The facade of 5608 Rainier Ave in 2018. Credit Black & Tan Hall
22 December 2020, Seattle, WA---
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Black & Tan Hall has purchased the historic theater building located at 5608 Rainier Avenue South. With $1,190,000 in funding from the City of Seattle’s Equitable Development Initiative (EDI), the partners have made a big step towards realizing an equitable, thriving, hyper-local economy through arts and cultural programming in Hillman City.
Black & Tan Hall aims to create a model for community-led development that places people first, building collective wealth among historically disenfranchised communities while providing good jobs and job training. Their new building will be a cultural hub that serves the entire diverse community of Rainier Valley through culturally-reflective programming, showcasing artists from BIPOC and LBGTQIA communities.
"The pandemic clearly demonstrates the value we place on spaces to convene that make us feel connected and part of a community - places where laboring people can go to relax and be joyful together," says co-founder Ben Hunter, a professional musician and music educator. Along with Tarik Abdullah, well-known local chef and youth culinary educator, and Rodney Herold, a long-time South Seattle community organizer, these three Black & Tan Hall founders envisioned a supportive and collaborative business where their passion for food, the arts, and community organizing could flourish.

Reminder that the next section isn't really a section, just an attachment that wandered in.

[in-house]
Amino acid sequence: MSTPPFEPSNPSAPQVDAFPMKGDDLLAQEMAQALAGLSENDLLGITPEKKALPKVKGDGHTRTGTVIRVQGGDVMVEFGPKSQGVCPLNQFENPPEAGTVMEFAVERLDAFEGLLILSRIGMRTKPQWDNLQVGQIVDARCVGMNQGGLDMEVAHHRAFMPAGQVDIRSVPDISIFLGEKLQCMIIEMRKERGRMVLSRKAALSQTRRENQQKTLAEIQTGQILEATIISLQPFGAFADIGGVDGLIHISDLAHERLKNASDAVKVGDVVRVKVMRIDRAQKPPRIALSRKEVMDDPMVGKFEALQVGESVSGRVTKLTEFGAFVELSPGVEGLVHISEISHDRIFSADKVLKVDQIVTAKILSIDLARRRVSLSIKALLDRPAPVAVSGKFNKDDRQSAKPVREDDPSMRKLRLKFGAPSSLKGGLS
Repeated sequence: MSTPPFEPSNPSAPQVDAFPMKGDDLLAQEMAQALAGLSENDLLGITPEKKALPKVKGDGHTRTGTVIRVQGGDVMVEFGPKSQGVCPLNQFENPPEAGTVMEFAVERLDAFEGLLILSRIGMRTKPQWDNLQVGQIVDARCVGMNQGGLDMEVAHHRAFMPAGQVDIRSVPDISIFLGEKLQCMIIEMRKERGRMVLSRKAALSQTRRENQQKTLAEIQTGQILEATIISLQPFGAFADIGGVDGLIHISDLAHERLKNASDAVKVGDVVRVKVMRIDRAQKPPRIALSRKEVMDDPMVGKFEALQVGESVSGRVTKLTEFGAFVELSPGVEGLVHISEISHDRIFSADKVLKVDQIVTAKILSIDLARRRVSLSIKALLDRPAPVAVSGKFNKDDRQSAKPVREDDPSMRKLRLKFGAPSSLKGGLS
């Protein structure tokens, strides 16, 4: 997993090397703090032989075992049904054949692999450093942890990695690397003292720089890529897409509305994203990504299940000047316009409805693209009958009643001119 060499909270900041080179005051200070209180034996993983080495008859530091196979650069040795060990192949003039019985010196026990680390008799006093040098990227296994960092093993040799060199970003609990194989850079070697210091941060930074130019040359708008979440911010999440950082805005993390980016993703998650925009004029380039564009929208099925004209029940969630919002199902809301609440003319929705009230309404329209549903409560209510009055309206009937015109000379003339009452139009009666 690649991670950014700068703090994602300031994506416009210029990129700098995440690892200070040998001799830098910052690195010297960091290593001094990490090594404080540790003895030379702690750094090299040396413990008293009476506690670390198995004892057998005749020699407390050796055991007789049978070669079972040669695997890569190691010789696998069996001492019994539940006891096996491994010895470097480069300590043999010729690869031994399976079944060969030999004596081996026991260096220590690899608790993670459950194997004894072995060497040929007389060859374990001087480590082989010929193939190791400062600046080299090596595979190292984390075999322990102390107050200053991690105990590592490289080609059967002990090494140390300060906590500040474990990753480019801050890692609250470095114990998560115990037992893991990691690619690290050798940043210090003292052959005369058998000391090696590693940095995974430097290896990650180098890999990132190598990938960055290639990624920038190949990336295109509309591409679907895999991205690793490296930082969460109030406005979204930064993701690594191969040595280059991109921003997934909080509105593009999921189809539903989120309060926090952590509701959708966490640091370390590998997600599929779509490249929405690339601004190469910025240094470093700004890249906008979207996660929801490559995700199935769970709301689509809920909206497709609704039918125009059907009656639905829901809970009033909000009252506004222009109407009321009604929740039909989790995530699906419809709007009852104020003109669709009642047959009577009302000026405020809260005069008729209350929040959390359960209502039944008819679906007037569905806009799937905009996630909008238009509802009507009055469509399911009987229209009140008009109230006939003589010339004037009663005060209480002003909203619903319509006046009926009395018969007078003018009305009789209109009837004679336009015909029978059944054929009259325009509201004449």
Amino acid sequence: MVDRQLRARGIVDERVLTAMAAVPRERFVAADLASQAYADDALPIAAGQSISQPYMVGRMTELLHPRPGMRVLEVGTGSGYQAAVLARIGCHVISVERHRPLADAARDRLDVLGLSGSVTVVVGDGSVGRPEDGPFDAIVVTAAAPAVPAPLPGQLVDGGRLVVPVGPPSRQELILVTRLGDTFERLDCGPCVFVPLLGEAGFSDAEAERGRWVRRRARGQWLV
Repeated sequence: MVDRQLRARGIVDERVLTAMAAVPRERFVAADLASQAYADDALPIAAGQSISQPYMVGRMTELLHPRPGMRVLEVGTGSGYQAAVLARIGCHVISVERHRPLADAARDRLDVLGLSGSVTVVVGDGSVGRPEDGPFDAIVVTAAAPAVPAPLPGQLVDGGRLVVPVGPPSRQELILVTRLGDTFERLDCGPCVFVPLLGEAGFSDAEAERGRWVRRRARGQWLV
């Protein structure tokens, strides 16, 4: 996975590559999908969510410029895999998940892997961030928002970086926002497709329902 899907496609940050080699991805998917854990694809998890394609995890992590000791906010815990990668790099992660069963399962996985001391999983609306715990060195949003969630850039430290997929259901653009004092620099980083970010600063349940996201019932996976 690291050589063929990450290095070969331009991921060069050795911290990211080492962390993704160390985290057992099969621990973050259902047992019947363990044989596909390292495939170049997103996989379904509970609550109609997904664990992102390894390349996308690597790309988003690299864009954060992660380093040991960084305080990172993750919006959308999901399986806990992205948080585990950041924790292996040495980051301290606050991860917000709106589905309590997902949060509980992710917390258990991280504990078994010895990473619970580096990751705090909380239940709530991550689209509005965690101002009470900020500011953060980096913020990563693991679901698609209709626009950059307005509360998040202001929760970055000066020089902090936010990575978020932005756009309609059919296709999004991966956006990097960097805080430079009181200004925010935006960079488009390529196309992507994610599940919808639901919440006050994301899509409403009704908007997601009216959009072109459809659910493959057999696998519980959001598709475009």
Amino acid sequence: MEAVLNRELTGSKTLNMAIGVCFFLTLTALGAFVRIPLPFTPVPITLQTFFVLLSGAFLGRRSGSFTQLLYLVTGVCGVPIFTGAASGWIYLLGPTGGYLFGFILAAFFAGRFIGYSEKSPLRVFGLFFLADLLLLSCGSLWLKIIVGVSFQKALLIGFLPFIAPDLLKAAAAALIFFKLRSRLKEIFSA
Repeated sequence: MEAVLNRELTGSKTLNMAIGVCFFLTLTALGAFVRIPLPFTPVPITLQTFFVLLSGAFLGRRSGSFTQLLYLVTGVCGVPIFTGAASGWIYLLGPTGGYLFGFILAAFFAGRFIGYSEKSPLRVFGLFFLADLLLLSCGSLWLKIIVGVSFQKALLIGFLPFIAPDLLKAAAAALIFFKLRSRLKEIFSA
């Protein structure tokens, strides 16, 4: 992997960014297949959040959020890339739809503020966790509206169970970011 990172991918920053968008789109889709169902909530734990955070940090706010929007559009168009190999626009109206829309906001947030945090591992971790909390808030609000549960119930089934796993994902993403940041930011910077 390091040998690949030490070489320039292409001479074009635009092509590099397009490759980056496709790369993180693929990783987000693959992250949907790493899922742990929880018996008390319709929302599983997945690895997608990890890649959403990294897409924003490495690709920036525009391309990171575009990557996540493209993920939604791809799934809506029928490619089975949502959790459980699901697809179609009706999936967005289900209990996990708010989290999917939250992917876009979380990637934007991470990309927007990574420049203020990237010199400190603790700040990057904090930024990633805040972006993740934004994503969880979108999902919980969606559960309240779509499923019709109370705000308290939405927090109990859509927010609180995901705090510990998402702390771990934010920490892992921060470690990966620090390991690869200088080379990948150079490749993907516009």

EDI, administered by the Office of Planning and Community Development, was created to respond to the needs of marginalized populations, reduce disparities, and support access to opportunity in healthy, vibrant communities. The initiative addresses displacement pressures and historical lack of investment that has occurred in BIPOC communities in Seattle. EDI fosters community leadership and supports organizations to promote equitable access to jobs, education and childcare, cultural expression, outdoor space and recreation, and nutritious food, and other community needs. Funding for the investment in Black & Tan Hall comes from the sale of the City’s surplus properties at Mercer St. and Civic Square. An additional $80K of funding to support the building purchase and renovations came from the Cultural Facilities Fund of the Office of Arts & Culture. “This pandemic has revealed the structural inequity that has created unprecedented health and wealth gaps that have a staggering impact on BIPOC communities. Ensuring these communities thrive is our best investment in these uncertain economic times, and our partnership with Black & Tan Hall is one part of that effort," says Sam Assefa, director of the Seattle Office of Planning and Community Development. Black & Tan Hall has hosted local and national touring musicians, pop-up brunches around Seattle, and in 2018 hosted a local history event in partnership with MOHAI which sold out their main auditorium space. But it has been the internal work that has most transformed over their five year journey. Most of Black & Tan Hall's 33 investing partners live within one mile of the hall, and are active in anti-racism, anti-gentrification, and anti-displacement work in the community. Building that ethos into the business structure is key to creating a space that is responsive to community needs. Black & Tan Hall designed a pathway to co-owning that does not require capital to join the collective. Their Good Jobs Fellowship, which has supported a cohort of six young people to work alongside partners to implement cultural programming, does not just hone skills for future jobs in our community but places value on personal expression and identity. Karen Toering, Black & Tan Hall's general manager, has a history of developing and fundraising for community-based organizations and helped facilitate the consensus-based, BIPOC-led collective through the challenge of acquiring the building. "What we are trying to create is an equitable alternative to extractive and exploitative economic models," explains Toering. "Now that we own the building, we join a growing number of organizations in Seattle all working towards our community's collective economic liberation." Additional building upgrades and repairs are necessary before Black & Tan Hall opens its doors, targeted for 2021. In the meantime, tune into Black & Tan Hall’s annual “Hall-i-Day Party" recording. Part virtual concert, part virtual marketplace, it is an opportunity for the community to lift up small businesses and celebrate one success in counteracting the forces of gentrification in Hillman City.